To Capture a Duke's Heart(9)

By: Jennifer McNare

Rafael turned to his twin with an eager smile. “As a matter of fact, neither have I.”

“I say we rectify that situation at once.”


And before Gabriel could think to gainsay them, his brothers were off and moving purposefully through the assemblage.

Chapter 3

From her seat at the Gilchrist’s immense, fully-laden dinner table, Penny looked up from her dessert, glancing once again toward the head of the table where the Duke of Ainsworth was seated to the right of Lord Gilchrist. Throughout the course of the long meal she’d tried desperately to keep her eyes from straying too often in his direction, but the man was like a loadstone, drawing her gaze with an irresistible pull. Before long it wasn’t just his face that drew her attention, however, it was the manner in which he comported himself, poised and self-confident, yet seemingly devoid of the arrogance and haughty reserve one might expect from a man of his elevated position.

Fascinated, she’d watched with increasing interest from her position midway down the length of table as he’d conversed with those seated around him, smiling and laughing throughout the past hour with a degree of genuineness too difficult to feign or sustain, his gregarious demeanor both unexpected and enormously compelling. It was readily apparent, however, that she wasn’t the only person captivated by the duke as she’d noted a number of lingering female glances cast repeatedly in his direction during the past hour.

She was looking at him again, Gabriel noted, catching another of the furtive, sidelong glances from the periphery of his vision as he raised his crystal water glass to his lips. Having received a countless number of those selfsame glances over the years he hardly noticed them anymore, especially those cast by young, fresh-faced innocents like Penelope Houghton. Yet oddly enough he was finding it increasingly difficult to ignore hers. Truth be told, the titian-haired beauty had lingered in his thoughts long after he’d spied her gazing down upon him through the castle window; but since their official introduction in the Cunningham’s drawing room, she seemed to all but consume them. Perhaps it was his affinity for redheads, he reasoned, or the tempting lure of forbidden fruit. Perhaps it was the combination of the two; he wasn’t entirely certain. But whatever it was there was no denying that it had sparked his interest, that she had sparked his interest.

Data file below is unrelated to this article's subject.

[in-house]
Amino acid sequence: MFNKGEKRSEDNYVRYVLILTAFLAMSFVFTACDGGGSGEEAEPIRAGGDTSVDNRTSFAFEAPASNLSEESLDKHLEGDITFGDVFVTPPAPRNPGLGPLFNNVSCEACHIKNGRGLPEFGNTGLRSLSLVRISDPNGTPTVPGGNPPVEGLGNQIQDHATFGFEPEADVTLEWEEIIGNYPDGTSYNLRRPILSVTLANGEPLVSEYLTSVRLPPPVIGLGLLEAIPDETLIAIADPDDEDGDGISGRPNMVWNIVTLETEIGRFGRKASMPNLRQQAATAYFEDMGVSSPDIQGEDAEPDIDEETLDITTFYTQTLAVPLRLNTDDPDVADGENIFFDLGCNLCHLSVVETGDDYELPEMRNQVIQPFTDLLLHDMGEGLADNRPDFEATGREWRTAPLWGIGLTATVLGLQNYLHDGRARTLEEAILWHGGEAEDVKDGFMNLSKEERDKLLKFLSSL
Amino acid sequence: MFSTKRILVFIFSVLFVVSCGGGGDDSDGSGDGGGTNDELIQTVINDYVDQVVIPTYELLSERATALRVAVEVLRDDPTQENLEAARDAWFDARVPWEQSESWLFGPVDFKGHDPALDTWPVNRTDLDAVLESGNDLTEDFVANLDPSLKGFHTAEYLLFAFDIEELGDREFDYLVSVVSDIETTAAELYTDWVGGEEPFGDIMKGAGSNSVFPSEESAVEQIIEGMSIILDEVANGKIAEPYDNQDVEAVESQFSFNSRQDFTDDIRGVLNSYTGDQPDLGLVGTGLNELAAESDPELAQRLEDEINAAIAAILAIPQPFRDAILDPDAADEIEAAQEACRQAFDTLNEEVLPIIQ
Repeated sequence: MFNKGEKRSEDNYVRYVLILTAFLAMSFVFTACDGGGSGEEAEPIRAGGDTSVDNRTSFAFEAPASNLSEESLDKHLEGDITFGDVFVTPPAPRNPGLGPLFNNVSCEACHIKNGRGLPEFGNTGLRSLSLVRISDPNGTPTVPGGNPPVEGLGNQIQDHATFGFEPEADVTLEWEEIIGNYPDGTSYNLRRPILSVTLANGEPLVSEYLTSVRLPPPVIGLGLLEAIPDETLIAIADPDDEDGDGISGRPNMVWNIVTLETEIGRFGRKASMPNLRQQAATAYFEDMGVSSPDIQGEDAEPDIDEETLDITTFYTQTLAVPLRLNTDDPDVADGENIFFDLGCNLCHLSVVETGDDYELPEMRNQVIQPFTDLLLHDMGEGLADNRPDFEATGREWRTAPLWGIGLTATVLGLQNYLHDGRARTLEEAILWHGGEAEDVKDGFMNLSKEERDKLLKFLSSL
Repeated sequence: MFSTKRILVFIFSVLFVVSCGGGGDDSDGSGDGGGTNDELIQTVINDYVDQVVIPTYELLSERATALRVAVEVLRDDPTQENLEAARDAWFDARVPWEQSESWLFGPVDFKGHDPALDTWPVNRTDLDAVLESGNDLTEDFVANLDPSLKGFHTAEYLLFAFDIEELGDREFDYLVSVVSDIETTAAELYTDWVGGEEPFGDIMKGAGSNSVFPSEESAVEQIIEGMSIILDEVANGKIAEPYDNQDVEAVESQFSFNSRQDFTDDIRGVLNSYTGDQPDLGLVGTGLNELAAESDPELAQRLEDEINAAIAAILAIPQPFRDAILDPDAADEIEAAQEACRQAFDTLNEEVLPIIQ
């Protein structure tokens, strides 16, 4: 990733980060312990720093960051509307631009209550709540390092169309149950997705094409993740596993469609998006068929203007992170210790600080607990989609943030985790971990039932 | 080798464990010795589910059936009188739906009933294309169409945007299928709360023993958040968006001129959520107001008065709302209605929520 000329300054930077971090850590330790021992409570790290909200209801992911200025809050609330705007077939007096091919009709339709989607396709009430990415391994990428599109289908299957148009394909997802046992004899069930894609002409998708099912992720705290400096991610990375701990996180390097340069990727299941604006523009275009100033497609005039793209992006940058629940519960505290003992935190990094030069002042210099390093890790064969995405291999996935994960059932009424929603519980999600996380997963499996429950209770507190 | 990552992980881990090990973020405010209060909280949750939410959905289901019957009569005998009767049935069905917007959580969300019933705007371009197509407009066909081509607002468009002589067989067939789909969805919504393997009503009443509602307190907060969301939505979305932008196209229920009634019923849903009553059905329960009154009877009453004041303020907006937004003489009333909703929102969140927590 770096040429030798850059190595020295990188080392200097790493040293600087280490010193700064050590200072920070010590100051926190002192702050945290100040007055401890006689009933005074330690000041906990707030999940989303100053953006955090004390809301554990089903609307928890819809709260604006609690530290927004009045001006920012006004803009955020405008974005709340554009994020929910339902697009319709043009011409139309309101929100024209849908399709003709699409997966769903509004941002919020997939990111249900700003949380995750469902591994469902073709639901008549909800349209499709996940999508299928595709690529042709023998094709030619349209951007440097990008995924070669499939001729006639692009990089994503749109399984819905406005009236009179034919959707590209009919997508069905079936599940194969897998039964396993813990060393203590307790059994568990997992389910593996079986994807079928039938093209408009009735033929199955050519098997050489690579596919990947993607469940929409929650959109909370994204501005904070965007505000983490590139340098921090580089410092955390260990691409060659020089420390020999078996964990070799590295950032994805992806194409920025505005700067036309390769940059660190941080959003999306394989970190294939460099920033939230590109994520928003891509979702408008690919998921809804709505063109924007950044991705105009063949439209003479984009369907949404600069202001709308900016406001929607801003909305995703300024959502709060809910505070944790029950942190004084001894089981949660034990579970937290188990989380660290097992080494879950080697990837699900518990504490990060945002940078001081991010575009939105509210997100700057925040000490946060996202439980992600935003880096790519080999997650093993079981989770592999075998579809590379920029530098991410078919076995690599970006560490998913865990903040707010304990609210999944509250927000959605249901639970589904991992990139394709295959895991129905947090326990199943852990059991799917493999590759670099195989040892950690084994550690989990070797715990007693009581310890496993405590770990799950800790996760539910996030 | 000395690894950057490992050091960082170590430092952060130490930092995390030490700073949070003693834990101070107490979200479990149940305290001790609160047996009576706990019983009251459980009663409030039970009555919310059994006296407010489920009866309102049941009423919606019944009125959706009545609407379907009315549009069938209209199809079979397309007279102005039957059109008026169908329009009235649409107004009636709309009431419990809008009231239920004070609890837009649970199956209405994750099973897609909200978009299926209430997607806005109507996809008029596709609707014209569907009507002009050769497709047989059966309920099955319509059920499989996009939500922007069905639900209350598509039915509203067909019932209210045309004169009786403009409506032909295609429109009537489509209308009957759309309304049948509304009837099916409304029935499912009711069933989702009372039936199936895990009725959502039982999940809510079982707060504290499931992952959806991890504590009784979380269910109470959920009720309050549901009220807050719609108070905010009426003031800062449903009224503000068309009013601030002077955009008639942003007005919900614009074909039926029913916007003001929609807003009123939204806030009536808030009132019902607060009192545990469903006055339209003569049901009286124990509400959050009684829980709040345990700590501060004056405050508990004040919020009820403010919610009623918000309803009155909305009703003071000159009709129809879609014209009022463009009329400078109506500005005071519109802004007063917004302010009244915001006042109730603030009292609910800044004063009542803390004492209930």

Damn and blast! Mayhap it wasn’t only his rakehell brother who needed cautioning, he realized in sudden consternation. And so, with a concerted effort, he directed his attention from the enticing Lady Penelope and back to his dessert plate.

“Lady Penelope?”

Penny started, turning her focus from the duke to the gentleman seated on her left. “Do forgive me, Lord Wexley,” she said with an apologetic smile, “I’m afraid you caught me woolgathering. What was it that you were saying?”

“It was nothing of significance,” the young viscount assured her with an understanding smile. “I merely asked if you were enjoying the cranachan.”

“Oh yes, it’s delicious,” she replied, lifting her spoon to take another bite of the traditional Scottish dessert. “Though the flavor is quite unlike anything I’ve tasted before.”

“Ah yes, that would be the whiskey.”


He nodded. “The oats are soaked in it, usually for several hours the night before,” he informed her.

“You’re familiar with the recipe?”

He nodded again. “Indeed I am, for it has long been a staple at our family’s dinner table,” he stated with a grin. “My mother is half Scottish you see and raspberry cranachan has been her favorite dessert since childhood. And while I fancy it as well, I have to admit that the old-fashioned Scottish petticoat tails are my personal favorite.”

“Petticoat tails?” Penny asked, regarding him curiously.

“Shortbread biscuits,” he clarified. “They’re cut into triangles that fit together in a circle, much the same shape as that used to make a full-gored petticoat during the Elizabethan era. The word for a pattern was a tally, so the biscuits became known as petticote tallis and eventually petticoat tails.”

“How interesting.”

“As a young lad I used to eat them by the handful and was forever being scolded by my governess for sneaking out of the schoolroom and down to the kitchen when she wasn’t looking.”

“Oh dear, you must have kept the poor woman on her toes,” Penny replied with a grin.

“Indeed, I did,” Lord Wexley agreed laughingly. “In fact, she had a devil of a time keeping me in the schoolroom at all, especially when the weather was warm and the sun was shining; for I confess I was far more interested in climbing trees and chasing butterflies than sitting inside and studying my lessons.”